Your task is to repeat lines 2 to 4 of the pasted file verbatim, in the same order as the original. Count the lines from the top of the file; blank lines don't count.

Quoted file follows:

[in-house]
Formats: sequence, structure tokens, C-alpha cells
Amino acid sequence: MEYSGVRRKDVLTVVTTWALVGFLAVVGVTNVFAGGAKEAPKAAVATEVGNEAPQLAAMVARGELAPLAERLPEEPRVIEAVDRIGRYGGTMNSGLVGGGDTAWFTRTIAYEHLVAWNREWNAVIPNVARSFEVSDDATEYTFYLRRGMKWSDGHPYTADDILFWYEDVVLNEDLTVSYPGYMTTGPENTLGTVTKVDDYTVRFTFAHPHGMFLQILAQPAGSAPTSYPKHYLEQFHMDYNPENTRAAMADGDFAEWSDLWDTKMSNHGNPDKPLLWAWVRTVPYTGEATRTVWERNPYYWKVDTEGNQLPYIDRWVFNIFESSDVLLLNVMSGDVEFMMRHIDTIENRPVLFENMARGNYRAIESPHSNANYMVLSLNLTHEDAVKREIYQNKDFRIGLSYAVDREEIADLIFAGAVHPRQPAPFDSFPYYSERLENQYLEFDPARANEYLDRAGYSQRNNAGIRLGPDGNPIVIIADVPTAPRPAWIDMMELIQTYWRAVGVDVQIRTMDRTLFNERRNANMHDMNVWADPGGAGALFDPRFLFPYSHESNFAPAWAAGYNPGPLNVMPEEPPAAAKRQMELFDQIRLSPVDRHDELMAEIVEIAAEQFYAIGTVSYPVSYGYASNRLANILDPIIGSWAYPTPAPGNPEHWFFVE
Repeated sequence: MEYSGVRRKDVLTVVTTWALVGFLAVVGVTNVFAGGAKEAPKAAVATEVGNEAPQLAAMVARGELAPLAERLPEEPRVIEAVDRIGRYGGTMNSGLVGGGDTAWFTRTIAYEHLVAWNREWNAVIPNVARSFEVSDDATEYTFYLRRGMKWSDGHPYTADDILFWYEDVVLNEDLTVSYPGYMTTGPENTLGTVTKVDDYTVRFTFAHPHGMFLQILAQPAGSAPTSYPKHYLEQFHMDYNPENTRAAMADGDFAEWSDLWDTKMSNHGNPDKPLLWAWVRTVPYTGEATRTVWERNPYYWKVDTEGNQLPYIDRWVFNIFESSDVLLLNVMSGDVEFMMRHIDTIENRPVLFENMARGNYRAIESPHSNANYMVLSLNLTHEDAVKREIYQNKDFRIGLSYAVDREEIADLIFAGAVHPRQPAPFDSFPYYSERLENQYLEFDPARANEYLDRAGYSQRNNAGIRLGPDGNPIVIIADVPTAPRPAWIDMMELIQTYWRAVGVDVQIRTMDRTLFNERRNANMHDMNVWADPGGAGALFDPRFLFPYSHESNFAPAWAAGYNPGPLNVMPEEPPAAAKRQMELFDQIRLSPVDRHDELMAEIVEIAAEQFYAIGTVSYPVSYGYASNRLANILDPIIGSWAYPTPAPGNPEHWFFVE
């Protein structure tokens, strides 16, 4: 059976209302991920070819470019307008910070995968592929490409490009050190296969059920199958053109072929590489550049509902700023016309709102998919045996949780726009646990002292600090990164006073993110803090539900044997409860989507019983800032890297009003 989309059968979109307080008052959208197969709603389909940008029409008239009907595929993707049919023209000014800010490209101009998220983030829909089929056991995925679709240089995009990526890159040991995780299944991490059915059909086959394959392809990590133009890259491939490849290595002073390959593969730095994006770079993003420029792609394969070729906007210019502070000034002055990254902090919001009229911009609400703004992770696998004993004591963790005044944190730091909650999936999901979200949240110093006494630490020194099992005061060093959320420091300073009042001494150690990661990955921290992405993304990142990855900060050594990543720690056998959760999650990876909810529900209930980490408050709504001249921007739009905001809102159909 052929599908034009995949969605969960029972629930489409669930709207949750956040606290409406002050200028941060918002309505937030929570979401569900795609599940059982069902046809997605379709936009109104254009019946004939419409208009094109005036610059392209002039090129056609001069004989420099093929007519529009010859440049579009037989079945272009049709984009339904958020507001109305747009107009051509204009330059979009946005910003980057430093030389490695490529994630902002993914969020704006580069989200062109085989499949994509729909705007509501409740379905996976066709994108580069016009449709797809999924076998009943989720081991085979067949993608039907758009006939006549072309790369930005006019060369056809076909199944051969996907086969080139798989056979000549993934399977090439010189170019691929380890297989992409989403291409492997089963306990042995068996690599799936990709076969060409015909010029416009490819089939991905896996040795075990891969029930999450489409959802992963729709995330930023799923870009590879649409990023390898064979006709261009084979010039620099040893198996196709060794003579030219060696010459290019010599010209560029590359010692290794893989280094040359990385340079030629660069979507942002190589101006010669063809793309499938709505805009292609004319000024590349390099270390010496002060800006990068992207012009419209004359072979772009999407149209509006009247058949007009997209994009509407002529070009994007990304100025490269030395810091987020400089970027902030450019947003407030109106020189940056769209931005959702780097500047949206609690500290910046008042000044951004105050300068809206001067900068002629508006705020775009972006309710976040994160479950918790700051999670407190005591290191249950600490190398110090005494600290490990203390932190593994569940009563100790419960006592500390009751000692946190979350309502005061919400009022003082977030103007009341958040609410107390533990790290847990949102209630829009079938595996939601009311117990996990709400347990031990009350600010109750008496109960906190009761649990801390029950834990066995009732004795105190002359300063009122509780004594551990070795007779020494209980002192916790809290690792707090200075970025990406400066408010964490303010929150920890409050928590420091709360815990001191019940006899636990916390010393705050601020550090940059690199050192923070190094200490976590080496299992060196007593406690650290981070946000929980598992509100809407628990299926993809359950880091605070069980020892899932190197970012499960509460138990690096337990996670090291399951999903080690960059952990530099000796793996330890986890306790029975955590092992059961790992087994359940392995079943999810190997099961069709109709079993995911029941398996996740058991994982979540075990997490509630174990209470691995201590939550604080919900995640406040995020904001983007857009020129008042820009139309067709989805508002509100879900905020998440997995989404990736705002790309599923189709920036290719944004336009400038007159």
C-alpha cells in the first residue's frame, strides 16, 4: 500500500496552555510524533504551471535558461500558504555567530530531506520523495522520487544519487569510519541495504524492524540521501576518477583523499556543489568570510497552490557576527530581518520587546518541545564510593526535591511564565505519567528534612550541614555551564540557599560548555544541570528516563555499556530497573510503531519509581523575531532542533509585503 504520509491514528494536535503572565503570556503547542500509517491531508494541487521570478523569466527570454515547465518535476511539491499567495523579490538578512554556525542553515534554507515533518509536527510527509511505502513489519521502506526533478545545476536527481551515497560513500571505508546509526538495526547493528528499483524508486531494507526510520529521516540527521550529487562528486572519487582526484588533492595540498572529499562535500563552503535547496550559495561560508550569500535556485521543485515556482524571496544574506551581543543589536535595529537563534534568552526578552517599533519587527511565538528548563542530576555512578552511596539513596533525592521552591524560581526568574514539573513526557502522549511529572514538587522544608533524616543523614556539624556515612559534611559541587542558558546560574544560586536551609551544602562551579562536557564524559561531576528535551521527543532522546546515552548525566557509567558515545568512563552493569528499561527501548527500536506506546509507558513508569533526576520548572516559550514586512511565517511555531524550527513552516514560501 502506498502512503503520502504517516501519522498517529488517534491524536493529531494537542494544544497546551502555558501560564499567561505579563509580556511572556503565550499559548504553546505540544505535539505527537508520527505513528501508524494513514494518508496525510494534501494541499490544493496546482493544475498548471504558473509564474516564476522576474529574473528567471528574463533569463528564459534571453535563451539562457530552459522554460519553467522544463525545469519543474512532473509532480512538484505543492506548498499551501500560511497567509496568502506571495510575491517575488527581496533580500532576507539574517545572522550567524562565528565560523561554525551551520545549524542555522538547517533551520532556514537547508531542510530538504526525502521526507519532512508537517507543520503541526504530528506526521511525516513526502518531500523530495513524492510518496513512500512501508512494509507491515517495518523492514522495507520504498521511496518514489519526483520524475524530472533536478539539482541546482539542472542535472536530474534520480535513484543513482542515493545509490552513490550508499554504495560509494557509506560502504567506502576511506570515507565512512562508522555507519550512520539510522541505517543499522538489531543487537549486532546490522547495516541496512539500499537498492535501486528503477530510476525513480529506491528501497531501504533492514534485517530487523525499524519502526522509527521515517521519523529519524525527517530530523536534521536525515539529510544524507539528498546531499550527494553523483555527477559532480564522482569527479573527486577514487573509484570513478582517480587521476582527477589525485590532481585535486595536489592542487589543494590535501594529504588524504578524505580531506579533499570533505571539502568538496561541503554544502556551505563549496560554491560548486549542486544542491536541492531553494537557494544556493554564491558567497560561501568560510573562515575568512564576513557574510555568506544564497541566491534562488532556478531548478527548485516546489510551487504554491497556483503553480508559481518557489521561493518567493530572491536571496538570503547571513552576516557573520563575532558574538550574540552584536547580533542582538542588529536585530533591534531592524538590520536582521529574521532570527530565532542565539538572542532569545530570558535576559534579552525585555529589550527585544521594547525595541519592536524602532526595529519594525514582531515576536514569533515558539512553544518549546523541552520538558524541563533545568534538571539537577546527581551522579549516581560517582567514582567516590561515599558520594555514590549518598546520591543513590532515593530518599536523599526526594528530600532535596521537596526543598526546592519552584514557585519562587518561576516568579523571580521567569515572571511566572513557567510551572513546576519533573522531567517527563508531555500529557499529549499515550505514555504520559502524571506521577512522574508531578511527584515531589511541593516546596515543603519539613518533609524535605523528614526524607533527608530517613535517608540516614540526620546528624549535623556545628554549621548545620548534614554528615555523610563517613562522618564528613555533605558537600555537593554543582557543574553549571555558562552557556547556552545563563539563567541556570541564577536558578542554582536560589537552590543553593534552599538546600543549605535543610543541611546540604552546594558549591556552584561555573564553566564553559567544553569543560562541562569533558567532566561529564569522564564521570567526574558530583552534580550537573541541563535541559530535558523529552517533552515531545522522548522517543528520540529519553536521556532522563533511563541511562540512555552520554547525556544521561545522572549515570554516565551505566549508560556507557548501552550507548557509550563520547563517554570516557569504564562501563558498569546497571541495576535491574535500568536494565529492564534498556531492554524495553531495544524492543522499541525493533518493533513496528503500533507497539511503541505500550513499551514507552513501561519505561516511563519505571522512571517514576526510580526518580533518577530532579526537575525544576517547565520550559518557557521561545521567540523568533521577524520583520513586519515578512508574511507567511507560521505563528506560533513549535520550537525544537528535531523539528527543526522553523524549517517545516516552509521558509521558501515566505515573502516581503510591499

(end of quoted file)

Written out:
Formats: sequence, structure tokens, C-alpha cells
Amino acid sequence: MEYSGVRRKDVLTVVTTWALVGFLAVVGVTNVFAGGAKEAPKAAVATEVGNEAPQLAAMVARGELAPLAERLPEEPRVIEAVDRIGRYGGTMNSGLVGGGDTAWFTRTIAYEHLVAWNREWNAVIPNVARSFEVSDDATEYTFYLRRGMKWSDGHPYTADDILFWYEDVVLNEDLTVSYPGYMTTGPENTLGTVTKVDDYTVRFTFAHPHGMFLQILAQPAGSAPTSYPKHYLEQFHMDYNPENTRAAMADGDFAEWSDLWDTKMSNHGNPDKPLLWAWVRTVPYTGEATRTVWERNPYYWKVDTEGNQLPYIDRWVFNIFESSDVLLLNVMSGDVEFMMRHIDTIENRPVLFENMARGNYRAIESPHSNANYMVLSLNLTHEDAVKREIYQNKDFRIGLSYAVDREEIADLIFAGAVHPRQPAPFDSFPYYSERLENQYLEFDPARANEYLDRAGYSQRNNAGIRLGPDGNPIVIIADVPTAPRPAWIDMMELIQTYWRAVGVDVQIRTMDRTLFNERRNANMHDMNVWADPGGAGALFDPRFLFPYSHESNFAPAWAAGYNPGPLNVMPEEPPAAAKRQMELFDQIRLSPVDRHDELMAEIVEIAAEQFYAIGTVSYPVSYGYASNRLANILDPIIGSWAYPTPAPGNPEHWFFVE
Repeated sequence: MEYSGVRRKDVLTVVTTWALVGFLAVVGVTNVFAGGAKEAPKAAVATEVGNEAPQLAAMVARGELAPLAERLPEEPRVIEAVDRIGRYGGTMNSGLVGGGDTAWFTRTIAYEHLVAWNREWNAVIPNVARSFEVSDDATEYTFYLRRGMKWSDGHPYTADDILFWYEDVVLNEDLTVSYPGYMTTGPENTLGTVTKVDDYTVRFTFAHPHGMFLQILAQPAGSAPTSYPKHYLEQFHMDYNPENTRAAMADGDFAEWSDLWDTKMSNHGNPDKPLLWAWVRTVPYTGEATRTVWERNPYYWKVDTEGNQLPYIDRWVFNIFESSDVLLLNVMSGDVEFMMRHIDTIENRPVLFENMARGNYRAIESPHSNANYMVLSLNLTHEDAVKREIYQNKDFRIGLSYAVDREEIADLIFAGAVHPRQPAPFDSFPYYSERLENQYLEFDPARANEYLDRAGYSQRNNAGIRLGPDGNPIVIIADVPTAPRPAWIDMMELIQTYWRAVGVDVQIRTMDRTLFNERRNANMHDMNVWADPGGAGALFDPRFLFPYSHESNFAPAWAAGYNPGPLNVMPEEPPAAAKRQMELFDQIRLSPVDRHDELMAEIVEIAAEQFYAIGTVSYPVSYGYASNRLANILDPIIGSWAYPTPAPGNPEHWFFVE